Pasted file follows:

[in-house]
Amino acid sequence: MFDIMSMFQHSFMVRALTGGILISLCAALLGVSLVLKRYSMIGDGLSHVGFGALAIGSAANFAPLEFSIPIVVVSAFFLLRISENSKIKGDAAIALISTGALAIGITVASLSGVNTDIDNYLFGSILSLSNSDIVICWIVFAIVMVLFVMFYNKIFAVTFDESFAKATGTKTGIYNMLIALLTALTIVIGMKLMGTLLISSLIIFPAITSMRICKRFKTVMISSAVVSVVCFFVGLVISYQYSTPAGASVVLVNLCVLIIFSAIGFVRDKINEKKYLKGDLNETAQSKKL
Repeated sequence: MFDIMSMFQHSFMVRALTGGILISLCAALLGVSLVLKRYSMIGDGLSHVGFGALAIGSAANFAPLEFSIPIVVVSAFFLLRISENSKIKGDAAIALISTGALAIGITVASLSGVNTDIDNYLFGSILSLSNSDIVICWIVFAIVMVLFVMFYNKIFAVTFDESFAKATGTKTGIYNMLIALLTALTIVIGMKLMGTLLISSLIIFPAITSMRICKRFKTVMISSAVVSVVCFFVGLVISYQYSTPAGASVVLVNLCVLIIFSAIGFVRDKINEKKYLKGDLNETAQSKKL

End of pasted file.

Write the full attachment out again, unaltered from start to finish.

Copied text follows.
[in-house]
Amino acid sequence: MFDIMSMFQHSFMVRALTGGILISLCAALLGVSLVLKRYSMIGDGLSHVGFGALAIGSAANFAPLEFSIPIVVVSAFFLLRISENSKIKGDAAIALISTGALAIGITVASLSGVNTDIDNYLFGSILSLSNSDIVICWIVFAIVMVLFVMFYNKIFAVTFDESFAKATGTKTGIYNMLIALLTALTIVIGMKLMGTLLISSLIIFPAITSMRICKRFKTVMISSAVVSVVCFFVGLVISYQYSTPAGASVVLVNLCVLIIFSAIGFVRDKINEKKYLKGDLNETAQSKKL
Repeated sequence: MFDIMSMFQHSFMVRALTGGILISLCAALLGVSLVLKRYSMIGDGLSHVGFGALAIGSAANFAPLEFSIPIVVVSAFFLLRISENSKIKGDAAIALISTGALAIGITVASLSGVNTDIDNYLFGSILSLSNSDIVICWIVFAIVMVLFVMFYNKIFAVTFDESFAKATGTKTGIYNMLIALLTALTIVIGMKLMGTLLISSLIIFPAITSMRICKRFKTVMISSAVVSVVCFFVGLVISYQYSTPAGASVVLVNLCVLIIFSAIGFVRDKINEKKYLKGDLNETAQSKKL